Campus-wide gatherings for worship continue to be distinctive of Christian Higher Education. The very formation of an institution of higher learning took root in the Middle Ages amongst Christian worshipping communities. Embedded in the disciplines of study and examination were the devotion to prayer, reading of scripture, and singing of songs to God. Emerging from these early beginnings, most if not all universities in Europe were founded with a compulsory attendance requirement of what historically and traditionally has become known as chapel.
In turn, chapel services in the United States are as old as the nation’s first institution of higher education – Harvard University, founded in 1636. Donald George Tewksbury in his book The Founding of American Colleges and Universities Before the Civil War notes that in 1861 there were 782 colleges and universities in the U.S. Out of those institutions there were 762 that maintained chapel as an essential part of the educational expectation. Chapel services continued to be so distinguishable with the American higher education system compulsory attendance continued in virtually all public, state, and private colleges and universities until late into the 19th century. Today, chapel sets Christian higher education apart for those institutions that deem corporate worship of equal importance to lectures, study, exams, and the pursuit of a degree.
As with our churches, the sweeping effects of the COVID-19 pandemic brought great challenges and changes to the practice of corporate worship on the college campus. Campuses were forced to seek creative and strategic ways in which to translate the in-person chapel experience into a virtual platform. Beginning with the Fall 2020 semester at California Baptist University, chapel services pivoted from thousands of students gathering weekly in the CBU Events Center to pre-recorded services uploaded to an online education platform that allowed for the health and safety of all involved while also providing greater flexibility and accommodations to meet the semester expectations. Yet even amid a global pandemic, the value and distinction of chapel continued to hold true for the collegiate community and the collegiate experience.
Chapel Keeps the Bible at the Forefront of Learning
As Paul inscribed in his second epistle to Timothy, “All Scripture is inspired by God and is profitable for teaching, for rebuking, for correcting, for training in righteousness, so that the man of God may be complete, equipped for every good work” (II Tim 3:16-17). One of the principles we hold as a guide in our worship-planning process at CBU is that chapel services will demonstrate a richness of biblical theology to direct the hearts and minds of worshippers to the glory of God, the pre-eminence of Christ, and the power of the gospel. We desire for students to know what the Bible says, what it means, and how it applies to their life so that they can live their purpose for the glory of God!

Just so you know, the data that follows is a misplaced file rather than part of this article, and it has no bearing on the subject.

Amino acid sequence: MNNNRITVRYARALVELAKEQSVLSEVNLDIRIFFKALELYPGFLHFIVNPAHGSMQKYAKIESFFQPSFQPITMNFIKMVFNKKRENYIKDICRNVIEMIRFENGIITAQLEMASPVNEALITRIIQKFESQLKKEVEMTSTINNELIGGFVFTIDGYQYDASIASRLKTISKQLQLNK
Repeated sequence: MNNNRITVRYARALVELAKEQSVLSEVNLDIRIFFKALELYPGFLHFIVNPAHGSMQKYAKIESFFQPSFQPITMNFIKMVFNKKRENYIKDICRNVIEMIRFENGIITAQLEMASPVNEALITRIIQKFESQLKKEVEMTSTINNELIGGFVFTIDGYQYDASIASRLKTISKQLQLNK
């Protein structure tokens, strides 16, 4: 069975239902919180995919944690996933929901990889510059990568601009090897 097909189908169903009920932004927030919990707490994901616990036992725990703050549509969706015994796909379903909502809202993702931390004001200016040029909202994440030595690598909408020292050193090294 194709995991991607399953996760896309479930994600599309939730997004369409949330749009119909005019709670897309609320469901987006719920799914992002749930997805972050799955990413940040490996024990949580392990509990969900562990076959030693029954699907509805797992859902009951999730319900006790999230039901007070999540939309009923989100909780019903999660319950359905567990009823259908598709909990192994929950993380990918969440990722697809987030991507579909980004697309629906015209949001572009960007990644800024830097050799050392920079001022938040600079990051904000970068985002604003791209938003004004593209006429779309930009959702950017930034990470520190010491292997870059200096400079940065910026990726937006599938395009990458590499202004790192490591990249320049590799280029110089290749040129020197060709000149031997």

Chapel Maintains a Rhythm of Worship
Students studying within CBU’s Collinsworth School of Music understand the significance of rhythm in performance and composition. Our Lancer student-athletes train rigorously to attain great rhythm and timing to excel in their sport. All of life depends upon rhythm. From the onset of creation, God placed the sun, moon, and stars into place to “serve as signs for seasons and for days and years” (Gen 1:14). Chapel helps to establish times and patterns for worship within the academic year. It calls us to “Enter His gates with thanksgiving and his courts with praise. Give thanks to him and bless his name” (Ps 100:4). The rhythmic gathering of students, staff, and faculty to pray, read scripture, and respond in song is critical to the identity of the Christian university.
Chapel Reminds Us of Our Institutional Calling
California Baptist University believes each person has been created for a purpose. As an institution of higher learning, there is a calling to help students understand and engage this purpose by providing a Christ-centered educational experience that integrates academics with spiritual and social development opportunities. Chapel serves as an extension of the mission of the university by providing students with opportunities to hear messages of spiritual challenge and encouragement. It also serves as a strategic on-ramp for numerous other opportunities to discover and grow in what it means to be a follower of Christ. And ultimately, as a university committed to the Great Commission, chapel serves as a consistent reminder to “Go, therefore, and make disciples of all nations, baptizing them in the name of the Father and of the Son and of the Holy Spirit, teaching them to observe everything I have commanded you. And remember, I am with you always, to the end of the age” (Matt 28:19-20).